The Prosecutor’s Office has launched its newly formed Cybercrime Task Force, streamlining the Office’s technological investigative functions while giving municipal police departments countywide the opportunity to have some of their top officers trained in such disciplines, acting Union County Prosecutor Michael A. Monahan announced Friday.
Veteran UCPO Sgt. Gary Webb was promoted to Lieutenant earlier this month and assigned the responsibility of leading the Task Force’s staff of one sergeant, six detectives, and a rotating cast of on-loan officers from other departments.
“Technology is now a major part of virtually every investigation, especially cellular phones and cameras,” Lt. Webb said. “Our Task Force is designed to support all our units and all the local departments in any way we can to strengthen their investigations.”
The Task Force brings the Office’s Electronic Surveillance, High Tech, and Internet Crimes Against Children (ICAC) units together under one roof at a confidential location. The investigative staff’s responsibilities are to include:
- Serving as a support system for the Office’s Narcotics Strike Force and other units by installing and managing all covert surveillance equipment and the Office’s wiretap system and related equipment
- Conducting forensic examinations of digital devices, such as cell phones, tablets, and computers
- Performing video recovery for active investigations by responding to crime scenes and surrounding areas to download footage from any available video surveillance systems
- Conducting investigations into the possession and distribution of child pornography countywide
Along with its complement of UCPO investigators, the Task Force currently also includes on-loan officers from the Garwood, Kenilworth, and Mountainside police departments, and an officer from Clark will also join next month. A total of nine departments have made personnel commitments, including the Union County Police Department and the municipal police departments in Cranford, Hillside, Plainfield, and Springfield.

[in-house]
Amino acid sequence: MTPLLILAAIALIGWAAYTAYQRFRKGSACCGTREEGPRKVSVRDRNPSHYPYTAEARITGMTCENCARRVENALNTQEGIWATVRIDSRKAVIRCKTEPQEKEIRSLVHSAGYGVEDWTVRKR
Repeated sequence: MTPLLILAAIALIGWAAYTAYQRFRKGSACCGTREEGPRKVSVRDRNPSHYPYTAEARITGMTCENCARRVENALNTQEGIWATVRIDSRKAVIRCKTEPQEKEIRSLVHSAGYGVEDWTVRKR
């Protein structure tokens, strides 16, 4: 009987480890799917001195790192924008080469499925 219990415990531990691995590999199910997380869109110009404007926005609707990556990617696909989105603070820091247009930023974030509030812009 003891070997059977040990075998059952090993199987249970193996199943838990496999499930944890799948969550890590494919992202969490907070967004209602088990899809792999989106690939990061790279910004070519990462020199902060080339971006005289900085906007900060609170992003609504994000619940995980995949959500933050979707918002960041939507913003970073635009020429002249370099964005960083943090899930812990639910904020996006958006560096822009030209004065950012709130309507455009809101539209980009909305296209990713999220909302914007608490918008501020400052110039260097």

Such officers are eligible to serve on the Task Force anywhere from one to six months, during which time they are trained on two separate “tracks” – the first of which features instruction on electronic surveillance and video recovery, and the second of which focuses on digital forensic examination.
“The UCPO Cybercrime Task Force offers municipal police departments an opportunity to have our officers receive training and gain experience in investigations that normally would be difficult and/or costly, making them trained assets that can bring back expertise to be shared at the local level,” said Clark Police Chief Pedro Matos, 2019 President of the Union County Police Chiefs Association. “We applaud and support the Prosecutor’s Office in the initiative.”
“This Task Force is a unique and diversified partnership of local and county law enforcement agencies working together to conduct investigations involving the use of computers, cellular phones, and electronic devices during the commission of a crime,” Kenilworth Police Chief John Zimmerman added. “As an original participant of the Prosecutor’s Office’s High Tech Task Force back in 1999, I can say with certainty that assignment to this detail will continue to provide invaluable training for officers countywide.”
The Task Force will also lend its services out to any law enforcement agency operating in Union County – municipal, County, state, or federal.